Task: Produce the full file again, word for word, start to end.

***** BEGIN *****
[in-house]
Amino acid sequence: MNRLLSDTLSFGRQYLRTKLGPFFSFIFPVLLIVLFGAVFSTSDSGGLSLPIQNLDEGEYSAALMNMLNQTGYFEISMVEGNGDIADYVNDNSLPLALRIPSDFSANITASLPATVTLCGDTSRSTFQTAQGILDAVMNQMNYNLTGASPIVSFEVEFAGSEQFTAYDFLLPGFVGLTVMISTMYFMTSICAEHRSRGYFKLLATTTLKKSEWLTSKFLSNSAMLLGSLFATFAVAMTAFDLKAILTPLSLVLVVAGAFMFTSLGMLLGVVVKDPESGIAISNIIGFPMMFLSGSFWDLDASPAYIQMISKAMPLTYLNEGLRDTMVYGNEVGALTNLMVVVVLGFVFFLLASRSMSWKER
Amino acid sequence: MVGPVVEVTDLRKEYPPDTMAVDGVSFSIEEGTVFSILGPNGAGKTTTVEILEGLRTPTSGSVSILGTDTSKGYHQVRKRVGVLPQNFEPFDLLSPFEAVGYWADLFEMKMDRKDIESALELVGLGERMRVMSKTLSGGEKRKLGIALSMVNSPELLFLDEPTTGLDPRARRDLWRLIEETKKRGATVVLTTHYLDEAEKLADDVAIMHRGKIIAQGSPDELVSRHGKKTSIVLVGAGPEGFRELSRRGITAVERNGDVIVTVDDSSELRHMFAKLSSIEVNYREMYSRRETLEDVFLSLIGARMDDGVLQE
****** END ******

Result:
[in-house]
Amino acid sequence: MNRLLSDTLSFGRQYLRTKLGPFFSFIFPVLLIVLFGAVFSTSDSGGLSLPIQNLDEGEYSAALMNMLNQTGYFEISMVEGNGDIADYVNDNSLPLALRIPSDFSANITASLPATVTLCGDTSRSTFQTAQGILDAVMNQMNYNLTGASPIVSFEVEFAGSEQFTAYDFLLPGFVGLTVMISTMYFMTSICAEHRSRGYFKLLATTTLKKSEWLTSKFLSNSAMLLGSLFATFAVAMTAFDLKAILTPLSLVLVVAGAFMFTSLGMLLGVVVKDPESGIAISNIIGFPMMFLSGSFWDLDASPAYIQMISKAMPLTYLNEGLRDTMVYGNEVGALTNLMVVVVLGFVFFLLASRSMSWKER
Amino acid sequence: MVGPVVEVTDLRKEYPPDTMAVDGVSFSIEEGTVFSILGPNGAGKTTTVEILEGLRTPTSGSVSILGTDTSKGYHQVRKRVGVLPQNFEPFDLLSPFEAVGYWADLFEMKMDRKDIESALELVGLGERMRVMSKTLSGGEKRKLGIALSMVNSPELLFLDEPTTGLDPRARRDLWRLIEETKKRGATVVLTTHYLDEAEKLADDVAIMHRGKIIAQGSPDELVSRHGKKTSIVLVGAGPEGFRELSRRGITAVERNGDVIVTVDDSSELRHMFAKLSSIEVNYREMYSRRETLEDVFLSLIGARMDDGVLQE